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Unions fear for 'thousands of UK jobs' as energy firm Npower announces cuts

·Finance and policy reporter
A picture shows the logo on the front of an office of British energy supplier npower in Hull, northeast England, on March 8, 2016.  British energy supplier npower, a unit of Germany's RWE, said it will axe 2,400 jobs after posting an annual loss on fierce competition, sliding sales and operational problems. / AFP / PAUL ELLIS        (Photo credit should read PAUL ELLIS/AFP via Getty Images)
Npower is making cutbacks. Photo: PAUL ELLIS/AFP via Getty Images

The energy firm Npower has announced plans for a major cost-cutting programme, sparking union fears for thousands of jobs in the UK.

A spokesman for the GMB union called it a “body blow to Npower workers across the UK,” and condemned the government’s energy bill price cap for putting jobs at risk.

E.ON (EOAN.DE), which owns Npower, said in a statement published on Friday a £500m restructuring plan would be stepped up, but did not confirm any plans for job losses.

E.ON added in its statement that its cost-cutting plans involved “leaner, increasingly digital processes,” with job cuts feared in its UK call centres.

Its chief executive Johannes Teyssen said: “The UK market is currently particularly challenging. We’ve emphasized repeatedly that we’ll take all necessary action to return our business there to consistent profitability.

“For this purpose, we’ve put together proposals and already begun discussing them with British unions.”

READ MORE: Tata Steel to axe 1,000 jobs in the UK

The GMB spokesman said: “Clearly this announcement will be a body blow to Npower workers across the UK.

“The Government has to urgently wake up to the impact that the price cap is having on good and reasonably well-paid jobs in UK energy companies.”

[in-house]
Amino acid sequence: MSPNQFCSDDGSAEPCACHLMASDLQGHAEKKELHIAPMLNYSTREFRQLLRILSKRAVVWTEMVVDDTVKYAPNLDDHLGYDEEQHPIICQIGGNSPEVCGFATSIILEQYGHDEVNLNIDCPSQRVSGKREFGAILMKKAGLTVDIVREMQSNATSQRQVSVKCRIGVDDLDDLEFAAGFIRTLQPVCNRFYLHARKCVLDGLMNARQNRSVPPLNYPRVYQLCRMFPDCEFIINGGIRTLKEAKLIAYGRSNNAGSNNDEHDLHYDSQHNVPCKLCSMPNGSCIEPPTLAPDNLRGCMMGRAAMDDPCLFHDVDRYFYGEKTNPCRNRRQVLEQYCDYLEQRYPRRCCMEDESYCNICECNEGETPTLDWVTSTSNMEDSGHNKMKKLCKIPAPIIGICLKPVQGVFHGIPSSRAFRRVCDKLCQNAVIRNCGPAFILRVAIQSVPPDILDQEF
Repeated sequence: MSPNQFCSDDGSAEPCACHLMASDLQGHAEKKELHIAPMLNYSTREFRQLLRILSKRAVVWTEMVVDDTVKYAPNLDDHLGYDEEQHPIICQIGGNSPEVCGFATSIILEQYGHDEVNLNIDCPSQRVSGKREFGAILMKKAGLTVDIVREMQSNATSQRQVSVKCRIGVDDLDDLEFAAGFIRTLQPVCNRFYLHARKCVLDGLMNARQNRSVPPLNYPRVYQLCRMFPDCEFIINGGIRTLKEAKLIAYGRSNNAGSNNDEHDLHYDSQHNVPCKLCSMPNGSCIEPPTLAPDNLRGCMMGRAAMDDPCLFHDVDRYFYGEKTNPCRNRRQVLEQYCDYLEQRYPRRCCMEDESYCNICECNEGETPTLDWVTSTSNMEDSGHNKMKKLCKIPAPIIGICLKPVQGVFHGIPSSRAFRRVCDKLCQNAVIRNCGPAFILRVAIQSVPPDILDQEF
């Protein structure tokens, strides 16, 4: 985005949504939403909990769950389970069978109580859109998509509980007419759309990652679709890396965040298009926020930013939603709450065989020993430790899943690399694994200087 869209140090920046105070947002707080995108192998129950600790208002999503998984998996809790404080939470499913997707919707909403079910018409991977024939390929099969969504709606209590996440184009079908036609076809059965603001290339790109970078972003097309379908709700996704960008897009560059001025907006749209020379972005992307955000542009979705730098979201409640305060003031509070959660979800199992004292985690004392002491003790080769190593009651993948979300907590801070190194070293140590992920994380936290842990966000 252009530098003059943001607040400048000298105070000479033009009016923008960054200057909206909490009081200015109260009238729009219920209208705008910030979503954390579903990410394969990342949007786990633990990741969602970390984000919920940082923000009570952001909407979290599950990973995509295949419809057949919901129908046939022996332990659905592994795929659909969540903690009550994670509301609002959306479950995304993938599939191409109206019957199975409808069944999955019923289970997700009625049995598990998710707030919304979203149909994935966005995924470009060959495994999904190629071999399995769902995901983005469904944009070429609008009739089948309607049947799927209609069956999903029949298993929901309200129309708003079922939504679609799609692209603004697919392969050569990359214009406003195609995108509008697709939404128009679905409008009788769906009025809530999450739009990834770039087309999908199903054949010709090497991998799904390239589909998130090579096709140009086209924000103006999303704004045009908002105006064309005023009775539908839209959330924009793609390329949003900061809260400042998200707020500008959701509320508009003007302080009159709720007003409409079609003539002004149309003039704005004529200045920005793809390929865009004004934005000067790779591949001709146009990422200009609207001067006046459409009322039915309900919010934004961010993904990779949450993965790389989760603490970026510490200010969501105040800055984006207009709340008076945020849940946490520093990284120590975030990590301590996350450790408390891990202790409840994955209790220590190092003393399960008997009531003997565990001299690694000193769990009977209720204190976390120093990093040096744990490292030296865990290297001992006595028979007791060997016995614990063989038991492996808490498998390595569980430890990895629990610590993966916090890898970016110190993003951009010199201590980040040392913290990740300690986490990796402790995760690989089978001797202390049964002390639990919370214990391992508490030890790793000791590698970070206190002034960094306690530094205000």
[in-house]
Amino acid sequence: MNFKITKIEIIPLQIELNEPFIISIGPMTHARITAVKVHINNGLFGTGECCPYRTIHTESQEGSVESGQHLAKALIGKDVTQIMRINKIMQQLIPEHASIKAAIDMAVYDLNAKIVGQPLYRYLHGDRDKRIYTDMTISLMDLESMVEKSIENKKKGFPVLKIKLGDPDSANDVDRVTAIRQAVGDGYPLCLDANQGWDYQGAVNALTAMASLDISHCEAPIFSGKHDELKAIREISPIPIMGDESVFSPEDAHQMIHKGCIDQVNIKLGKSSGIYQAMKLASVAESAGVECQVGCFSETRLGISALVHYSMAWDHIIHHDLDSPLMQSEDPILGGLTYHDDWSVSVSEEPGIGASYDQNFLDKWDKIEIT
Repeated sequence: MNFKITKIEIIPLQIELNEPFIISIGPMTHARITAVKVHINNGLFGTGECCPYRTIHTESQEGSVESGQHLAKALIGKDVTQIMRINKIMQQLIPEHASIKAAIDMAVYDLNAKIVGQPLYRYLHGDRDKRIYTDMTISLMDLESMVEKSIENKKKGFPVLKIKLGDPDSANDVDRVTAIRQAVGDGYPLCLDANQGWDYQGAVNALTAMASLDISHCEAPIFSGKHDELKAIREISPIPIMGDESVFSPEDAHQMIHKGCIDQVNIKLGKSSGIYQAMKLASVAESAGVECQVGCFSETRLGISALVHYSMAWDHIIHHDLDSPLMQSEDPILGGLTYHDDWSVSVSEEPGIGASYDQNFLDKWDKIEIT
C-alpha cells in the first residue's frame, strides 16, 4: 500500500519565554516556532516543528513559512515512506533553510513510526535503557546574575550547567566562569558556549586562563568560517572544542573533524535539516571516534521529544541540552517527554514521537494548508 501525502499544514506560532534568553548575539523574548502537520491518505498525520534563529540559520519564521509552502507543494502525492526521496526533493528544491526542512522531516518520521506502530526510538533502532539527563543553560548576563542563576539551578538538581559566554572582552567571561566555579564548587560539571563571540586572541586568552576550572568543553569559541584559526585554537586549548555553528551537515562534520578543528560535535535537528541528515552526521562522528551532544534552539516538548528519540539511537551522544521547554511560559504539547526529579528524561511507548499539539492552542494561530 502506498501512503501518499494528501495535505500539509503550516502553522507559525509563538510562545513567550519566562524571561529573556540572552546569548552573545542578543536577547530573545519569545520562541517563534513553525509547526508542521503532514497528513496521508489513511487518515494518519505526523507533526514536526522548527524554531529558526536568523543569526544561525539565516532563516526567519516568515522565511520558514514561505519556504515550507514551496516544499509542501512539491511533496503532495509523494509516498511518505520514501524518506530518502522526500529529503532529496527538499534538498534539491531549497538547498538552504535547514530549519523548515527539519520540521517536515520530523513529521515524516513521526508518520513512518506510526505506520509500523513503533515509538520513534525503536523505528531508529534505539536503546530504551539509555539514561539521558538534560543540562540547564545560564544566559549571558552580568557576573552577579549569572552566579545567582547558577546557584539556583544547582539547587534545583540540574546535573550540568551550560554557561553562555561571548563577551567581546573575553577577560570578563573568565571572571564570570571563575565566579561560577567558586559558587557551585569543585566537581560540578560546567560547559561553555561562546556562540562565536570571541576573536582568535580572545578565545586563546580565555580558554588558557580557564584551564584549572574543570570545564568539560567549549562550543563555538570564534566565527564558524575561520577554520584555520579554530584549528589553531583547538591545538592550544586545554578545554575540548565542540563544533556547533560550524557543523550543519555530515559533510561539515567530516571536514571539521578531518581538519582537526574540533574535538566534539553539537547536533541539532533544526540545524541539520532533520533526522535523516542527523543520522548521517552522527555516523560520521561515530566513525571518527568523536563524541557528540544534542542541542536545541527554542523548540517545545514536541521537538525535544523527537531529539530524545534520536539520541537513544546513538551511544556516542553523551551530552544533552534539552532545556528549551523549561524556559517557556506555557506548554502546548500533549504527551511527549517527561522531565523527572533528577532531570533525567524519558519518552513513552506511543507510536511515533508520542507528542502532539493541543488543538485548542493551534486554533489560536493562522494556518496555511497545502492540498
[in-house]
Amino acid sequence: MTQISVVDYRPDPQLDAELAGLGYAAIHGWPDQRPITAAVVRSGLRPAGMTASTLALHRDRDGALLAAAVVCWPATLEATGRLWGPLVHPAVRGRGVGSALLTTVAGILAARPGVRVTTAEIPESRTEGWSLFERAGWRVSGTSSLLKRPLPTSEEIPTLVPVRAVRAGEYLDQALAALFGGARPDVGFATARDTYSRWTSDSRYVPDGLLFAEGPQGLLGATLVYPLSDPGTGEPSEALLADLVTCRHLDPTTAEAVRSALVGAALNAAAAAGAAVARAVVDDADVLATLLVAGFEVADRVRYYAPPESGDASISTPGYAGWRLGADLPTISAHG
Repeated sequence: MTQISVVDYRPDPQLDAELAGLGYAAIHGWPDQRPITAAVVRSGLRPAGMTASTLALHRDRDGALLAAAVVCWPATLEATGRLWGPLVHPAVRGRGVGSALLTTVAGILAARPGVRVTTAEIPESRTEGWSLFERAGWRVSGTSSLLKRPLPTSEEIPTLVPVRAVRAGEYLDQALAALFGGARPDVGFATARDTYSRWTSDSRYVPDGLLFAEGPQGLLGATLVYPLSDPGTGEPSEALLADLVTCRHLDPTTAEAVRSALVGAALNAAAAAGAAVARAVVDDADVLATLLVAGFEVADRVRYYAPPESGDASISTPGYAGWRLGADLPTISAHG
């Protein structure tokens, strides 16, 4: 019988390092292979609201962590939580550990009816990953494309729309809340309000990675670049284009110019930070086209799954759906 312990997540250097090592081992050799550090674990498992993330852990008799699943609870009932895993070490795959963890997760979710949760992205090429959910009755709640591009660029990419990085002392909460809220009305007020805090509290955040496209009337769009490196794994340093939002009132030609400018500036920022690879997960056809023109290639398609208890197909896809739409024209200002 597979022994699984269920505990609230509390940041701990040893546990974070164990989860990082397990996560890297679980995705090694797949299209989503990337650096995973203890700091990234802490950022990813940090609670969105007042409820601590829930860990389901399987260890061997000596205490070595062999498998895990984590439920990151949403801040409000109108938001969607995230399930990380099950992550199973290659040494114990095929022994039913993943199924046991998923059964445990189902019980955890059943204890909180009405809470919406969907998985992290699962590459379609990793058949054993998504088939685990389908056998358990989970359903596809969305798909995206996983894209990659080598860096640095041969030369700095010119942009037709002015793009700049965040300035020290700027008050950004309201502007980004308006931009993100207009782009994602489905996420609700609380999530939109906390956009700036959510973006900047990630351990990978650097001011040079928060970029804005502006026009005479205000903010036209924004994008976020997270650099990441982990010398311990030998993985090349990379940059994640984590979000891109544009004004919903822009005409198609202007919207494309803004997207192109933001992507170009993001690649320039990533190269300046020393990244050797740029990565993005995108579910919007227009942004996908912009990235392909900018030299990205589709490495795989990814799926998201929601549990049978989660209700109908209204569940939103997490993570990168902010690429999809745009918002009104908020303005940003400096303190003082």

Unison general secretary Dave Prentis added: “This is a cruel blow for Npower employees. They’ve been worried about their jobs for months. Now their worst fears have been realised, less than a month before Christmas.

“The UK energy market is in real danger of collapse. If nothing is done, there could soon be other casualties.

“Npower’s demise means there’s no time to waste. It makes the powerful case for bringing the retail arms of the Big Six energy firms into public ownership.”

READ MORE: Inflation at three-year low after energy bills capped

The Labour party repeated its pledge to nationalise part of the UK energy market after the announcement.

Rebecca Long-Bailey, shadow business secretary, said: “We need energy workers more than ever to improve the efficiency of our homes and roll out renewables, and customer service is an essential part of that.

“Job cuts on this scale, done to make a quick buck, are utterly senseless and illustrate how the energy market is failing to deliver for workers, customers or the climate.”

The announcement was made in E.ON’s third-quarter results. It said adjusted earnings before interest and taxes were “significantly lower” year-on-year, blaming the UK government price cap but admitting Npower had already been facing difficulties.

British Labour Party MP Rebecca Long-Bailey speaks at the Labour party annual conference in Brighton, Britain September 24, 2019.  REUTERS/Peter Nicholls
Labour MP Rebecca Long-Bailey. Photo: REUTERS/Peter Nicholls

“The truth is the UK remains a difficult market, not just for us. The UK market has been challenging for several years.

“Churn rates are high, margins slim and the price caps introduced this year have exacerbated the situation. No company operating here has been spared these difficulties,” said Teyssen on a conference call with journalists.

The energy price cap was introduced by former UK prime minister Theresa May’s administration , after firms were accused of failing to pass on lower costs to customers.

A spokeswoman for energy regulator Ofgem, which manages the price cap, said it stops “inefficient suppliers unfairly passing on costs to SVT customers.”

She added: “We have set the cap at a level which will put pressure on inefficient suppliers to reduce costs and become more efficient. Inefficient suppliers will need to reduce their operating costs through delivering efficiency savings if they want to make a reasonable return.

“How suppliers decide to respond to the price cap in practice is a commercial decision for the suppliers and we are not able to predict how suppliers will chose to react.”

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